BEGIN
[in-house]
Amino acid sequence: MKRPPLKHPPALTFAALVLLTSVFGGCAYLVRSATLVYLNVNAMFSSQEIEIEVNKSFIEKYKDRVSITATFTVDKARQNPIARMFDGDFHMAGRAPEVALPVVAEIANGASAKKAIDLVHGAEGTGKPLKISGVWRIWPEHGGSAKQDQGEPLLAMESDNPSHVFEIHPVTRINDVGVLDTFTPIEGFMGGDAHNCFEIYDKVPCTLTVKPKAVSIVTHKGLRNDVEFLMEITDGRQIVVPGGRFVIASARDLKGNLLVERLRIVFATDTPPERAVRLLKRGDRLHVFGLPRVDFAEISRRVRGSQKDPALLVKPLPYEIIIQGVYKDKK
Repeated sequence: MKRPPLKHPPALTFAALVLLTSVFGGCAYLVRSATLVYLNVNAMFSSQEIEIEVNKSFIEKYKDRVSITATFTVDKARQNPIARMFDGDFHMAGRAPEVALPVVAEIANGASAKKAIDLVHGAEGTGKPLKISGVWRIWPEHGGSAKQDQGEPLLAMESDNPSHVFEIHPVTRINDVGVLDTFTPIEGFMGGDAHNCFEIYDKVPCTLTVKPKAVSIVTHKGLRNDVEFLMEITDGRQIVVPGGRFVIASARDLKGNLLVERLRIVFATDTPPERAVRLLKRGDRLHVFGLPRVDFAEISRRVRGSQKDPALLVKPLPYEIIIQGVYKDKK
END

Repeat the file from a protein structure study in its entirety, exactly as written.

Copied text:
[in-house]
Amino acid sequence: MKRPPLKHPPALTFAALVLLTSVFGGCAYLVRSATLVYLNVNAMFSSQEIEIEVNKSFIEKYKDRVSITATFTVDKARQNPIARMFDGDFHMAGRAPEVALPVVAEIANGASAKKAIDLVHGAEGTGKPLKISGVWRIWPEHGGSAKQDQGEPLLAMESDNPSHVFEIHPVTRINDVGVLDTFTPIEGFMGGDAHNCFEIYDKVPCTLTVKPKAVSIVTHKGLRNDVEFLMEITDGRQIVVPGGRFVIASARDLKGNLLVERLRIVFATDTPPERAVRLLKRGDRLHVFGLPRVDFAEISRRVRGSQKDPALLVKPLPYEIIIQGVYKDKK
Repeated sequence: MKRPPLKHPPALTFAALVLLTSVFGGCAYLVRSATLVYLNVNAMFSSQEIEIEVNKSFIEKYKDRVSITATFTVDKARQNPIARMFDGDFHMAGRAPEVALPVVAEIANGASAKKAIDLVHGAEGTGKPLKISGVWRIWPEHGGSAKQDQGEPLLAMESDNPSHVFEIHPVTRINDVGVLDTFTPIEGFMGGDAHNCFEIYDKVPCTLTVKPKAVSIVTHKGLRNDVEFLMEITDGRQIVVPGGRFVIASARDLKGNLLVERLRIVFATDTPPERAVRLLKRGDRLHVFGLPRVDFAEISRRVRGSQKDPALLVKPLPYEIIIQGVYKDKK